The cycle of frustration can emerge when organizations mandate a full return to office under the assumption that this will result in a quick fix, improving company culture and overcoming communication challenges. However, on any given day, some employees are still operating remotely. This sparks the need to implement off-the-shelf audio conference technology – often in a rush, without much research. This results in “good enough” equipment, that doesn’t hit the root of the issue: employees are unable to effectively communicate.
The right technology serves to optimize the work experience, and organizations that can identify and break the cycle of frustration can improve overall morale and satisfaction. Marginal gains of quality audio influence organizational reputation. Organizations that invest in audio can see a significant impact from the first meeting to the last:
The Price Was Right, Now It’s Wrong: Audio Equipment Choices Must Center on Quality
Once organizations identify and accept the cycle of frustration, purchase decisions and technology implementation become critical. When hybrid and remote work environments took hold of the world, organizations pursued quick fix purchases that failed to include key stakeholders in the decision-making process.
The result of poor, uninformed decision-making is inadequate audio solutions that do not work for the benefit of employees. These solutions now must be replaced with technology that enables productive work environments.
When procuring professional audio equipment, 65% of respondents said price was the most important factor for organizations planning to use audio and 52% said audio quality mattered most. However, for organizations who are already using professional audio equipment, the number one priority shifts to audio quality – 64% of respondents said audio quality is the most important factor whereas 58% of respondents said price.
For organizations to meet the requirements of superior audio, decisions need to be made by those people within the company who will use it on a regular basis and fully understand the benefits of professional audio equipment.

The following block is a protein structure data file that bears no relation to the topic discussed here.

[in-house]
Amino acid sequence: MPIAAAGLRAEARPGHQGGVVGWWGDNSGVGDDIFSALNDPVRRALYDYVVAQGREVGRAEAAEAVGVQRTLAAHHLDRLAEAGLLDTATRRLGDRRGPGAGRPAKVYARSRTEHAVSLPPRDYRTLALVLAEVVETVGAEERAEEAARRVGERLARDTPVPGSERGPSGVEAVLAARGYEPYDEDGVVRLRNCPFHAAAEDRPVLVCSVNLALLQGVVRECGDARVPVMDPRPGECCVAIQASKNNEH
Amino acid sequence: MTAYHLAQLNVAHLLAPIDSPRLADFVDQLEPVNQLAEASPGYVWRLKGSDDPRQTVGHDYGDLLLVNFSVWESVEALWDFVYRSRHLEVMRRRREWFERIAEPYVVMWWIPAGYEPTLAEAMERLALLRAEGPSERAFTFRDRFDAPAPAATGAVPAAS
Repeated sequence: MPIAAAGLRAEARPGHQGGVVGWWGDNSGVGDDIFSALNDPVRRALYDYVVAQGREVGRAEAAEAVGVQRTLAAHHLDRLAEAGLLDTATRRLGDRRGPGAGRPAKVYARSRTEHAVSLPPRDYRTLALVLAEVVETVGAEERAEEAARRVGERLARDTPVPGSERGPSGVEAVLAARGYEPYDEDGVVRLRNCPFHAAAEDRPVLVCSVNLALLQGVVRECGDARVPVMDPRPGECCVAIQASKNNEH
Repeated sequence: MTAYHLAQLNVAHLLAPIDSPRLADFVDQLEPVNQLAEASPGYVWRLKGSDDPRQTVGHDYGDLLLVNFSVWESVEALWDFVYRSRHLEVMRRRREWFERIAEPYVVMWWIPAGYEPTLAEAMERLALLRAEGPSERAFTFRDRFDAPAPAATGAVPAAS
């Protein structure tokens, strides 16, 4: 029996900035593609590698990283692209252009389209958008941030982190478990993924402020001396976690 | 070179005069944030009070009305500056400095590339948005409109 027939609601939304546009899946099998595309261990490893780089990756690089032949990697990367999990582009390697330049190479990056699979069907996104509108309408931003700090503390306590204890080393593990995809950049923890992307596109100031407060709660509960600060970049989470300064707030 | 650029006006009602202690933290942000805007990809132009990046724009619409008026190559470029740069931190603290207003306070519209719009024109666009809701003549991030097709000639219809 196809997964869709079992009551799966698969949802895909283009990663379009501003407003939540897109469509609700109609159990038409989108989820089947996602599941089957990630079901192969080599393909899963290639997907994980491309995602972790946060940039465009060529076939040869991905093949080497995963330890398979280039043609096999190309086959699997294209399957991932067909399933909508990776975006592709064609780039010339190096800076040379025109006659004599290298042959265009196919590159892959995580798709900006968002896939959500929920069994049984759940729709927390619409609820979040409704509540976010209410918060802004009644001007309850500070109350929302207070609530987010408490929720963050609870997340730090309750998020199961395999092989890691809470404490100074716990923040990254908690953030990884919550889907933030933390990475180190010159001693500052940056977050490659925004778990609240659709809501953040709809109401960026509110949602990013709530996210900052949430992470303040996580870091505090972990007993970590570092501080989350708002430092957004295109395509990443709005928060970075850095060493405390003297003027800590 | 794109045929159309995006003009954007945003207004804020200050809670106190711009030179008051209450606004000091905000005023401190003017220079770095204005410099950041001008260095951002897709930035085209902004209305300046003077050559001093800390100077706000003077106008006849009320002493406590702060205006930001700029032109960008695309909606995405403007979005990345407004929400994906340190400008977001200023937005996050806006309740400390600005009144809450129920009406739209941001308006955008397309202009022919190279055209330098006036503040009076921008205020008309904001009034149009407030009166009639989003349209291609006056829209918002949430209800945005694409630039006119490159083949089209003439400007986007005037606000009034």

“Organizations were pushed to make rapid decisions around hybrid work when it emerged. Those weren’t always decisions that worked in the best interest of employees and overall business success. Today, we see that the hybrid work environment is here to stay,” said Mick Heys, Vice President Future of Workspaces and Imaging at IDC. “During our research, we discovered that 50% of organizations say that poor audio quality leads to reduced decision-making ability. Think about how long you spend in meetings, how long you spend in conference calls. So, if you can improve audio in every single one, that is the gift that keeps on giving.”
Around the World, Organizations Feel the Impact of Audio
The research takes a global perspective, uncovering insights from the U.S., China, Japan, the U.K., France, and Germany. Across countries, adoption of hybrid working environments range from low to high success rates.
Regardless of location, research shows that not investing in audio is just as consequential to the organization in terms of a slow erosion of critical functions and capabilities. By investing in audio, organizations will see more collaborative and flexible ways of working, as well as greater engagement from remote and hybrid employees, customers, and partners.
To discover additional insights and learn more on how to resolve key challenges of hybrid working, download the IDC InfoBrief sponsored by Shure here.
*IDC InfoBrief, sponsored by Shure, The Hidden Influencer: Rethinking Audio Could Impact Your Organization Today, Tomorrow, and Forever, doc #EUR150735523, July 2023
**Good Sound, Good Research: How Audio Quality Influences Perceptions of the Research and Researcher, Science Communication Volume 40, Issue 2
1IDC InfoBrief, sponsored by Shure, United States Country Chapter, doc #EUR151055123, July 2023
2IDC InfoBrief, sponsored by Shure, China Country Chapter, doc #EUR151065823, July 2023
3IDC InfoBrief, sponsored by Shure, Japan Country Chapter, doc #EUR151123323, July 2023
Shure (www.shure.com) has been making people sound extraordinary for nearly a century. Founded in 1925, the Company is a leading global manufacturer of audio equipment known for quality, performance, and durability. We make microphones, wireless microphone systems, in-ear monitors, earphones and headphones, conferencing systems, and more. For critical listening, or high-stakes moments on stage, in the studio, and from the meeting room, you can always rely on Shure.
Shure Incorporated is headquartered in Niles, Illinois, in the United States. We have nearly 40 manufacturing facilities and regional sales offices throughout the Americas, EMEA, and Asia.